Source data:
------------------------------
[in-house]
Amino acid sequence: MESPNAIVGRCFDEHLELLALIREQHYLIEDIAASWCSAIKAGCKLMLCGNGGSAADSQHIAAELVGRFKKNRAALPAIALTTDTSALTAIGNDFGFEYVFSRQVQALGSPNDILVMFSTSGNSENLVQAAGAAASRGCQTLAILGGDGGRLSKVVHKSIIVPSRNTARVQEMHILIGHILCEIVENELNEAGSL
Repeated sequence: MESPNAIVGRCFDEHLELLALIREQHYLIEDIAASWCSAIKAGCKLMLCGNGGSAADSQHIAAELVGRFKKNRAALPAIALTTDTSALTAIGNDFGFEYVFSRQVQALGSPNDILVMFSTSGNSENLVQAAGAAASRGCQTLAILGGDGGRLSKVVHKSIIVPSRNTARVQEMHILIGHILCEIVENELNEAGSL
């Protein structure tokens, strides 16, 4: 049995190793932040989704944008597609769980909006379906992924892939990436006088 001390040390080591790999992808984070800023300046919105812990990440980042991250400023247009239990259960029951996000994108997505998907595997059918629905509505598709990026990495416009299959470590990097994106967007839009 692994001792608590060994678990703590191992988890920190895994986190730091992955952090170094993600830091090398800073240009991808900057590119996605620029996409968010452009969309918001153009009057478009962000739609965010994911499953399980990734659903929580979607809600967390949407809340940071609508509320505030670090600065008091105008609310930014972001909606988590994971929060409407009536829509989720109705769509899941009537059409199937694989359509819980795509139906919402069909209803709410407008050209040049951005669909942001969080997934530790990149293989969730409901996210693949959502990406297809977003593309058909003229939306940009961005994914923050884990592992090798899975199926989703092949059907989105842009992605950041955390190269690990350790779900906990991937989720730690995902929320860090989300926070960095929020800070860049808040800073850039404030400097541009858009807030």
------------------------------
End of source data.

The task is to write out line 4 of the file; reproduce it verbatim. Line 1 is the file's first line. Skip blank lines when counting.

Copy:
């Protein structure tokens, strides 16, 4: 049995190793932040989704944008597609769980909006379906992924892939990436006088 001390040390080591790999992808984070800023300046919105812990990440980042991250400023247009239990259960029951996000994108997505998907595997059918629905509505598709990026990495416009299959470590990097994106967007839009 692994001792608590060994678990703590191992988890920190895994986190730091992955952090170094993600830091090398800073240009991808900057590119996605620029996409968010452009969309918001153009009057478009962000739609965010994911499953399980990734659903929580979607809600967390949407809340940071609508509320505030670090600065008091105008609310930014972001909606988590994971929060409407009536829509989720109705769509899941009537059409199937694989359509819980795509139906919402069909209803709410407008050209040049951005669909942001969080997934530790990149293989969730409901996210693949959502990406297809977003593309058909003229939306940009961005994914923050884990592992090798899975199926989703092949059907989105842009992605950041955390190269690990350790779900906990991937989720730690995902929320860090989300926070960095929020800070860049808040800073850039404030400097541009858009807030």